A moving Aussie dollar (A$) heralds mixed blessings for stocks on either side of the currency divide. Investors should understand some useful guiding principles when it comes to identifying the most likely winners and losers when our currency rises or falls.
While currency should never be the only determinant of stock selection, you can’t incubate yourself against currency risk with around 30% of Australia’s listed companies sourcing earnings from offshore.
That’s why you need to know the currency impact on the stocks you own.
The more direct the currency exposure your businesses have, the greater the earnings hit (good or bad) is likely to be. Everything else being equal, a 10% drop in the A$ could typically be expected to increase company earnings by a notional 3%.
A falling dollar is typically good for exporters, especially companies in agricultural and manufacturing sectors, as it boosts their price competitiveness in overseas markets.
Property trusts with unhedged overseas exposure should also benefit.
The A$-US$ exchange rate has a significant bearing on the profitability of Australian companies that do a considerable amount of business overseas.
If the A$ shows significant strength, then profits from their foreign operations tend to decline, which in turn can have a negative effect on the price of their stock.
ASX-listed stocks with both local and offshore earnings include stocks like CSL Limited (ASX: CSL),Cochlear (ASX: COH), Ansell (ASX: ANN), Ramsay Health Care (ASX: RHC), Amcor (ASX: AMC), and Brambles (ASX: BXB).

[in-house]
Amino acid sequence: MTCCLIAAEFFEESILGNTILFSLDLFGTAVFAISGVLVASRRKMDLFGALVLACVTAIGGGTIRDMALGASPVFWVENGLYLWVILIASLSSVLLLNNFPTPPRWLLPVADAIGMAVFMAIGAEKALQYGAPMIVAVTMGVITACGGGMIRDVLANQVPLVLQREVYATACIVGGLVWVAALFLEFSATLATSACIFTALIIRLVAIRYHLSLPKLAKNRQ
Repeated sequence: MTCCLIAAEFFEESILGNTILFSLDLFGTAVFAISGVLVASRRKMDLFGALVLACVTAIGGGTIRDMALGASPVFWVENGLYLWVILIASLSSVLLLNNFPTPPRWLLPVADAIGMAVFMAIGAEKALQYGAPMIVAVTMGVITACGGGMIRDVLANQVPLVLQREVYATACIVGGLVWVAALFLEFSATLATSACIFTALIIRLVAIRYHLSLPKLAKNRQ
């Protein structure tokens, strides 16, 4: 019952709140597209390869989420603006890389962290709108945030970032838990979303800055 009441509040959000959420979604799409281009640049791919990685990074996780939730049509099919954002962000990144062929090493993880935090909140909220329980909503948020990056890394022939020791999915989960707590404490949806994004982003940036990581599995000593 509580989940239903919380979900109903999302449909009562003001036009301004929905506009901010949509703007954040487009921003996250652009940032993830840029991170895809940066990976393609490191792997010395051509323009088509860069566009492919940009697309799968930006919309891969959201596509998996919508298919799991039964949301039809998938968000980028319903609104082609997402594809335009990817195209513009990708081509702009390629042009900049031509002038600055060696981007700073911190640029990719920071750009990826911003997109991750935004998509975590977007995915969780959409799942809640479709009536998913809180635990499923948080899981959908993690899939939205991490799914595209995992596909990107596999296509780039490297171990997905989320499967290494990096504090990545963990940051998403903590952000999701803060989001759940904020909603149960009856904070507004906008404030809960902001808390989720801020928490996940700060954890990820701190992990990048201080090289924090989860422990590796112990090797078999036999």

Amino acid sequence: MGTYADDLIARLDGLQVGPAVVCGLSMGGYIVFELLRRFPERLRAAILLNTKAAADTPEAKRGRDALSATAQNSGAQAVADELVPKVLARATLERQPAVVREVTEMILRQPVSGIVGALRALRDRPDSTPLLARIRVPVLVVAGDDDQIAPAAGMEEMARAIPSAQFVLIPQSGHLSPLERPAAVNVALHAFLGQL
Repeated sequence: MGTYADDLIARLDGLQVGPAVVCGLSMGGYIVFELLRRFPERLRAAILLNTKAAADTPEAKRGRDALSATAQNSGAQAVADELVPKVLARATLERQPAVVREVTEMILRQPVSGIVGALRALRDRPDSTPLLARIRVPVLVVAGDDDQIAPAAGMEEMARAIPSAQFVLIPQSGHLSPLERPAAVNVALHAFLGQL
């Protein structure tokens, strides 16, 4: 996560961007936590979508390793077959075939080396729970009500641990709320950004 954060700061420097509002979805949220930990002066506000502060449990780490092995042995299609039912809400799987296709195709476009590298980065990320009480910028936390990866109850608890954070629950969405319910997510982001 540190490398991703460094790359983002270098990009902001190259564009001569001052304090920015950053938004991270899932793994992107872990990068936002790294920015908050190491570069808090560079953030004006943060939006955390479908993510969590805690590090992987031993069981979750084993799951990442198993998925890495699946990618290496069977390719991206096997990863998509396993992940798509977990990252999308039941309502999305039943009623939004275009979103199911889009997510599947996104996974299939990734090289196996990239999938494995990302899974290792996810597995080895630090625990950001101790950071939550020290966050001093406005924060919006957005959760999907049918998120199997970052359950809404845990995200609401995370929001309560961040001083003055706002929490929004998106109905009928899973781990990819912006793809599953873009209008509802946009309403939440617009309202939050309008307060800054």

From an earnings perspective, a weaker A$ is also expected to have a positive (earnings) effect – especially for miners and other companies with large amount of their revenues in $US – through either conversion – when exporters compete with imports in Australia – or translation – when foreign currency is converted to Australian dollars on balance sheet.
But you need to understand that the effect of falling commodity prices and reduced demand for goods and services far outweighs the translation effect of having offshore earnings.
Included among industrial stocks positively impacted by a falling Australian dollar are Incitec Pivot (ASX: IPL),Sims Metal Management (ASX: SGM), Aristocrat Leisure (ASX: ALL),James Hardie (ASX: JHX), Treasury Wine Estates (ASX:TWE), QBE Insurance (ASX: QBE), Amcor (ASX: AMC), Boart Longyear (ASX: BLY), Domino’s Pizza (ASX: DMP), and Sonic Healthcare (ASX: SHL).
Given that currency is a by-product of global economic conditions and investor risk tolerances, cyclical stocks tend to underperform their defensive counterparts in a falling A$ environment.
Similarly, the declining value of the A$ should disadvantage importers and industrial stocks with little overseas exposure, and consequently little negative translation effect.
Stocks in this category are Qantas (ASX: QAN), The Reject Shop (ASX: TRS), Wesfarmers (ASX: WES), JB Hi-Fi (ASX: JBH), Harvey Norman (ASX: HVN), Computershare (ASX: CPU), Flight Centre (ASX: FLT), plus selected media stocks, like Seven West Media Ltd (ASX: SWM).
However, given that they often hedge their orders up to a year ahead of their sale period – using forward exchange contracts – the impact of a falling A$ on retailers can take some time to be fully realised.
Admittedly, the A$ is a long way from its record highs (US69.7c)
But assuming CBA economists’ are right, and the AUD/USD spends most of the next twelve months in a US60‑70c range, then there’s still plenty to be gained from capitalising on further falls.
If the A$ is destined to fall between US60-70 a review of opportunities outside Australia could also be timely.
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